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Gordon volcano

Cinder cones 2755 m / 9,039 ft
United States, Eastern Alaska, 62.13°N / -143.08°W
Current status: (probably) extinct (0 out of 5) | Reports
Gordon volcano books
Typical eruption style: unspecified
Gordon volcano eruptions: unknown, no recent eruptions
TimeMag. / DepthDistanceLocation
Fri, 15 Mar 2019
Fri, 15 Mar 10:26 UTCM 1.4 / 2.3 km17 km57km NE of Chitina, Alaska (USA)
Sun, 3 Mar 2019
Sun, 3 Mar 01:49 UTCM 1.8 / 11.1 km29 km107km S of Tok, Alaska (USA)
Thu, 24 Jan 2019
Thu, 24 Jan 21:05 UTCM 1.8 / 4.2 km36 km- Central Alaska

Background:

Mount Gordon is the most prominent of a group of Pleistocene and Holocene cinder cones in the northern Wrangell Mountains between Mount Drum and the Nabesna Glacier river system. Most of the cinder cones are <100 m high, but Mount Gordon is a composite basaltic cinder-lava cone 5 km in diameter and 625 m high. Many of the cones retain their original constructional forms (Richter, in Wood and Kienle, 1990). Construction of the cone was preceded by the effusion of basaltic lava flows, and airfall deposits from the cone blanket the area. The precise age of the largely ice-covered Mount Gordon cinder cone is not known.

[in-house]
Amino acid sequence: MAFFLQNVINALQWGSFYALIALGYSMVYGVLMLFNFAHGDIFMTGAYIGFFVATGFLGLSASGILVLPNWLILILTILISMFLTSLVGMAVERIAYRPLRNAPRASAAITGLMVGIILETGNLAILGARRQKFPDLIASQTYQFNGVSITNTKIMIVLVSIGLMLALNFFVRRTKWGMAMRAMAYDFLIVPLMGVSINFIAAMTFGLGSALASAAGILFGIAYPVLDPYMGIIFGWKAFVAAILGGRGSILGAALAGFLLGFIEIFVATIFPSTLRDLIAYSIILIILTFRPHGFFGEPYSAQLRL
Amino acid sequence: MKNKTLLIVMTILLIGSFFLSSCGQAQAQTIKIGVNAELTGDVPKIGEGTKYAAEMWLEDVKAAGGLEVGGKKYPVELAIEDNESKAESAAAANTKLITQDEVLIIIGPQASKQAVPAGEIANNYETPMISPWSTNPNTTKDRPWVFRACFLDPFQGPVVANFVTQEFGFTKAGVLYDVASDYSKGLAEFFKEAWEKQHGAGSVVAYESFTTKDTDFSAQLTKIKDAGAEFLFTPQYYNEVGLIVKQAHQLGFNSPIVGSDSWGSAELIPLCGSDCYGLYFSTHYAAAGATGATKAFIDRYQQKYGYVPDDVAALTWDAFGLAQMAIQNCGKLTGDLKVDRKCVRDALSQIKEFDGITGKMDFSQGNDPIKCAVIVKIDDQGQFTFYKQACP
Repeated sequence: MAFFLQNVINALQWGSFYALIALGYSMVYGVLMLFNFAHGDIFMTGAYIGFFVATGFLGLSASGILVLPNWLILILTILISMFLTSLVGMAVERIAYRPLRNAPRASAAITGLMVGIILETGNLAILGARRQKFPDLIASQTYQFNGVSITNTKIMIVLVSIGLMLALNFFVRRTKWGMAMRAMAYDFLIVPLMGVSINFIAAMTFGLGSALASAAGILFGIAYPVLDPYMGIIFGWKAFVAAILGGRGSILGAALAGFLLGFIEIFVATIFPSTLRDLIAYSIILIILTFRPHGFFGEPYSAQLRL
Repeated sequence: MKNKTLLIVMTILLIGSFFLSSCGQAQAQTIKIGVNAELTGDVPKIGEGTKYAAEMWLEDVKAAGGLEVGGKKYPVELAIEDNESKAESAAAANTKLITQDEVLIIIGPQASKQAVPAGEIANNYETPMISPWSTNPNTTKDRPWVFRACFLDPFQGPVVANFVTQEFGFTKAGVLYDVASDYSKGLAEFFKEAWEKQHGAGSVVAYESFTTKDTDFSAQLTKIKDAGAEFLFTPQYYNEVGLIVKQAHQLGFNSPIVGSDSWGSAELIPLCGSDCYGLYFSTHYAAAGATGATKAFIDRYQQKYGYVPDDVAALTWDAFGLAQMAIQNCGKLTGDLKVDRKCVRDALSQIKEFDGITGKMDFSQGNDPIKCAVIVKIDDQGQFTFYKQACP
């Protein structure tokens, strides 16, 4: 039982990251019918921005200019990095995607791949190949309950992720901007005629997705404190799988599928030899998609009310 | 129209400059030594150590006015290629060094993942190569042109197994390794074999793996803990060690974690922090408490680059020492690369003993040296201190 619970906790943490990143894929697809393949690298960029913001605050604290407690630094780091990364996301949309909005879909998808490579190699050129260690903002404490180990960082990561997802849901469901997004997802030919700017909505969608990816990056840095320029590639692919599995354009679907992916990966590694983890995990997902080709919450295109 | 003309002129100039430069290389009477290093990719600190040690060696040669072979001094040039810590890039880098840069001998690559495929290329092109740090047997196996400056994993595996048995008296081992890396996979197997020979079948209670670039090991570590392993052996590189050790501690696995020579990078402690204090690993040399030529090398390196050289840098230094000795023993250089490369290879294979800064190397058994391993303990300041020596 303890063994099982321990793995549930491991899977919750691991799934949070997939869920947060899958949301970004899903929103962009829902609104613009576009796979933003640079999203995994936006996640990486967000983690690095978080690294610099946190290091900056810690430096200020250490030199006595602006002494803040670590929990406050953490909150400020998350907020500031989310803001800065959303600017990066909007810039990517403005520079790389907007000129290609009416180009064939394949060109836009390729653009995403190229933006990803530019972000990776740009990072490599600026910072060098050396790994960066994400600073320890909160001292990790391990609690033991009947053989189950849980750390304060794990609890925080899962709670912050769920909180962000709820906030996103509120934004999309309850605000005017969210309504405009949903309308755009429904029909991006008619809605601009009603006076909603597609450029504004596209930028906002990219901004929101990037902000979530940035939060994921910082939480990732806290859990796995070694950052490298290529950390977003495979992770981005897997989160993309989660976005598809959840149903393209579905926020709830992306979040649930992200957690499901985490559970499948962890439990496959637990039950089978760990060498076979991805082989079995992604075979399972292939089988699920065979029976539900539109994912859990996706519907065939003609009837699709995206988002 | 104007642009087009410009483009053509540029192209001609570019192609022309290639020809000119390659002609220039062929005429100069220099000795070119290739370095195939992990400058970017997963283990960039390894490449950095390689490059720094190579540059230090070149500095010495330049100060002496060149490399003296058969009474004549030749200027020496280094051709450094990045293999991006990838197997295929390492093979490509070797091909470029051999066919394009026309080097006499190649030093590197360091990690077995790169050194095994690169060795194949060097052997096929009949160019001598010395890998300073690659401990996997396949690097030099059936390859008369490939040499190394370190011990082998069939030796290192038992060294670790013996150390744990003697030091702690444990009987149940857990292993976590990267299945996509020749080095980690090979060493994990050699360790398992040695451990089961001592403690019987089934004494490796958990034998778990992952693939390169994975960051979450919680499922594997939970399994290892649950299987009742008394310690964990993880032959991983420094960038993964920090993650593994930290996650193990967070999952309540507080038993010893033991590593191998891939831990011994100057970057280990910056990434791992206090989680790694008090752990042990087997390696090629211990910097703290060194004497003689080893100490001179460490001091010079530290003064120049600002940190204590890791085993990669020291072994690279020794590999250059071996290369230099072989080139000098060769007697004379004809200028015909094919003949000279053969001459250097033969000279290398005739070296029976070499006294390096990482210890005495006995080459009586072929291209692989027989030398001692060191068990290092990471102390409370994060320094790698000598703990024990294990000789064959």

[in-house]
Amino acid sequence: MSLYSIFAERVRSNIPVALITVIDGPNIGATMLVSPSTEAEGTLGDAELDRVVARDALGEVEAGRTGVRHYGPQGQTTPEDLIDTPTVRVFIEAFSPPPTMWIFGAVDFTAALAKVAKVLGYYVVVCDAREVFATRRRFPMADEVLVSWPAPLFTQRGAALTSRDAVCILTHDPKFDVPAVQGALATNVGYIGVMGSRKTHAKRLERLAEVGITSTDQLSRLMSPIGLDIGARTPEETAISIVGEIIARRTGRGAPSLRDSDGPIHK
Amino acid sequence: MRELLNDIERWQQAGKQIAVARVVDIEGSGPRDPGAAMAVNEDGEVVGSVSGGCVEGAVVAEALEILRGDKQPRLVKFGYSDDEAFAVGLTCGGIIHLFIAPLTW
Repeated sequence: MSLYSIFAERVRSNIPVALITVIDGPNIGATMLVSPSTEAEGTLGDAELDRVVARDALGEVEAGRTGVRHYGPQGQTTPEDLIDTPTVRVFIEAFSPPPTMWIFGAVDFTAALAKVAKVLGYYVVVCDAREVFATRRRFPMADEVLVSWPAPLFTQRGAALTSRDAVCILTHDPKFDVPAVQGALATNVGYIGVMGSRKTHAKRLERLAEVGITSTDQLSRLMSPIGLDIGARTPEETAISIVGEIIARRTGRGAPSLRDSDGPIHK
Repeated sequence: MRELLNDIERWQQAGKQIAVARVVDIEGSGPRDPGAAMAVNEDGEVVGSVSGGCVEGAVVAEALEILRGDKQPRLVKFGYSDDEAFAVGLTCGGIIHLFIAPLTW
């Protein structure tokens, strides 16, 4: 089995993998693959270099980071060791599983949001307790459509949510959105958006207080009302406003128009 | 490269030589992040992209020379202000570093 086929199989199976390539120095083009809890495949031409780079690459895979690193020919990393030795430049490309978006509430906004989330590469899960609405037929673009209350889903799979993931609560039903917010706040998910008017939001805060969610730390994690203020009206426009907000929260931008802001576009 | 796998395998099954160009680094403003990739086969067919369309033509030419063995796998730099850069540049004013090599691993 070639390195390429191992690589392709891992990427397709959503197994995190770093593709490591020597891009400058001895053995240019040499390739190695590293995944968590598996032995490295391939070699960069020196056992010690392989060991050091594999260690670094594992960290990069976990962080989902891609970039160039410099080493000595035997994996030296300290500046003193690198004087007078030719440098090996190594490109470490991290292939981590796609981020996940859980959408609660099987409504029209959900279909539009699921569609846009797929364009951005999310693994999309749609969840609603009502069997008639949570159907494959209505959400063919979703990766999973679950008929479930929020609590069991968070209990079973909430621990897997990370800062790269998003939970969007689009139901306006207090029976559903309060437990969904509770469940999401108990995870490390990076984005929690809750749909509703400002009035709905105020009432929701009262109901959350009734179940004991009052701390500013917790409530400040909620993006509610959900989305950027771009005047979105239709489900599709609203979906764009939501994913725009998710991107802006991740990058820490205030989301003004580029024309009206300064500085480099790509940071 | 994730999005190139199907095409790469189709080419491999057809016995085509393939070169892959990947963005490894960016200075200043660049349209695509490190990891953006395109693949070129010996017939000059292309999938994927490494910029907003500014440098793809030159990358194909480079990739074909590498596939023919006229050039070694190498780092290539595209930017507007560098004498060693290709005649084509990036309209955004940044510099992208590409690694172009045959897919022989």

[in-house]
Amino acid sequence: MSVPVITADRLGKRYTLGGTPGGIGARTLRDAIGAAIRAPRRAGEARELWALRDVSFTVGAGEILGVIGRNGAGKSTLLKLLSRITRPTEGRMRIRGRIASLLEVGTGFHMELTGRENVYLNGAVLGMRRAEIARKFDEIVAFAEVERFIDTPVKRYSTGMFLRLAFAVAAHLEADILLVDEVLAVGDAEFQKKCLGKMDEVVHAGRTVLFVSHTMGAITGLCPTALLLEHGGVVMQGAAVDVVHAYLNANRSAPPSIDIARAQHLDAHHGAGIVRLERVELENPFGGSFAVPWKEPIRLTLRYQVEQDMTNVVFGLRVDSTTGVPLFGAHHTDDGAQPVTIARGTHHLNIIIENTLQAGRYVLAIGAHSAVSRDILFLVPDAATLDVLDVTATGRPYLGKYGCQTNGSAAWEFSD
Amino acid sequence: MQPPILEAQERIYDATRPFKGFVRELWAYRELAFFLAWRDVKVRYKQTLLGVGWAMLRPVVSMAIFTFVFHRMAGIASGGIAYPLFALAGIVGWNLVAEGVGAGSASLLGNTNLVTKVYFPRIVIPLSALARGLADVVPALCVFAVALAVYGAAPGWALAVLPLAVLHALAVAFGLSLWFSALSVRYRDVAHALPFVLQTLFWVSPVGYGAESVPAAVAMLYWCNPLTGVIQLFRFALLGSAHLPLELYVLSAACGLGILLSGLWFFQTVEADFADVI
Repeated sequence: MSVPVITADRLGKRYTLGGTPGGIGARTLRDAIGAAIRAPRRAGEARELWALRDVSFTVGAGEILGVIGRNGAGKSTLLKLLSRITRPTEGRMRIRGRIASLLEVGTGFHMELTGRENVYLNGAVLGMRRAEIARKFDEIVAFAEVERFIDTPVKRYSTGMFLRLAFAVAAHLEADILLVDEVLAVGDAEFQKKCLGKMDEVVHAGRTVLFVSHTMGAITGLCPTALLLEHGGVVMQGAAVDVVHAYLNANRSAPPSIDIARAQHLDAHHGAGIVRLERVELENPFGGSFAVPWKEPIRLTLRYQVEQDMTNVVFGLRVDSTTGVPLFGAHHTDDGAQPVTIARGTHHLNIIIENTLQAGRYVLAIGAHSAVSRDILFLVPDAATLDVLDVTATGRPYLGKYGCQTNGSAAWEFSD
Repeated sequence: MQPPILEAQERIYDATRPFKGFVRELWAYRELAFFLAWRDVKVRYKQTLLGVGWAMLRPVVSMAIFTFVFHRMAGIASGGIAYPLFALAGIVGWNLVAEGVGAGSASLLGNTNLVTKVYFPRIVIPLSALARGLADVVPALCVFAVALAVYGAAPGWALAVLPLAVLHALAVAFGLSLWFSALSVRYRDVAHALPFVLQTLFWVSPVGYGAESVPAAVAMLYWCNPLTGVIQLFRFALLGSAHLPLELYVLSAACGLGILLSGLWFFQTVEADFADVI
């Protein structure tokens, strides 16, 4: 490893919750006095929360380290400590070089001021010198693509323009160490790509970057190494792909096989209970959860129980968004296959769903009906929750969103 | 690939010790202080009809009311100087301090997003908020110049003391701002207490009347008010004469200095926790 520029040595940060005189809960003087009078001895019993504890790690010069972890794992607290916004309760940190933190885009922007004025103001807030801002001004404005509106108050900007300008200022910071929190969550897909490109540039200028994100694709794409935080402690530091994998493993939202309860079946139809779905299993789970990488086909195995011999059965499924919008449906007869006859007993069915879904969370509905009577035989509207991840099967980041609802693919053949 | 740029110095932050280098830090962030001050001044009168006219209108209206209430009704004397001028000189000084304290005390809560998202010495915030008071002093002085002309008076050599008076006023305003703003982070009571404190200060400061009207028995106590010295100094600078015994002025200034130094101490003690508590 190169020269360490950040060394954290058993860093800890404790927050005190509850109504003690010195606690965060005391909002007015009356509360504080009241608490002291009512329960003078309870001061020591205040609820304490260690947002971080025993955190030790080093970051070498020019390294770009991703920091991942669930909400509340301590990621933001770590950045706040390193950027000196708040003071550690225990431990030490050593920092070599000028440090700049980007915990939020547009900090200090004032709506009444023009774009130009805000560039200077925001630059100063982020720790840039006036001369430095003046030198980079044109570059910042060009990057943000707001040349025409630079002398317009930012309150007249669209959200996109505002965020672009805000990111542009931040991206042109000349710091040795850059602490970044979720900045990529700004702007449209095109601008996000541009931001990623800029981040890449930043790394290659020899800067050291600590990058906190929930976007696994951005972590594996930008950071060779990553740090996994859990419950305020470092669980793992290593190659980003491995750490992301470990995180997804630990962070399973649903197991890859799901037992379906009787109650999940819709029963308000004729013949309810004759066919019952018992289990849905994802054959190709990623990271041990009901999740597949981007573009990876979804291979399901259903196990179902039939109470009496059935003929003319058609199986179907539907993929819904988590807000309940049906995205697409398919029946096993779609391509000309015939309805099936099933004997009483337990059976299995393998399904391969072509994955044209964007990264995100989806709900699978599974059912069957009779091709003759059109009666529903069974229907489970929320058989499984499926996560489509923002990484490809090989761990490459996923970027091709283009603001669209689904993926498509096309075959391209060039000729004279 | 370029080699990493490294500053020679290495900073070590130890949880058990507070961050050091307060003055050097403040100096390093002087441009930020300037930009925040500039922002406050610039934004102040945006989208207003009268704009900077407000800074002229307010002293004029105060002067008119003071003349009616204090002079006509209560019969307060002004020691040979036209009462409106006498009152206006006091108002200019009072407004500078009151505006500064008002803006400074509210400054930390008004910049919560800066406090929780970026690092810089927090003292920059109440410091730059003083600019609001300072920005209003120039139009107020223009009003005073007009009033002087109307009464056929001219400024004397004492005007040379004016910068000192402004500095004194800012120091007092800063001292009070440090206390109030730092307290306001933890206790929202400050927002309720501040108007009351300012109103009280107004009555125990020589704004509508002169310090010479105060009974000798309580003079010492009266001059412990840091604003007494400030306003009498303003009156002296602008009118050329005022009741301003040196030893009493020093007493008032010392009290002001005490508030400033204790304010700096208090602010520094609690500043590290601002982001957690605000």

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Smithsonian / GVP volcano information


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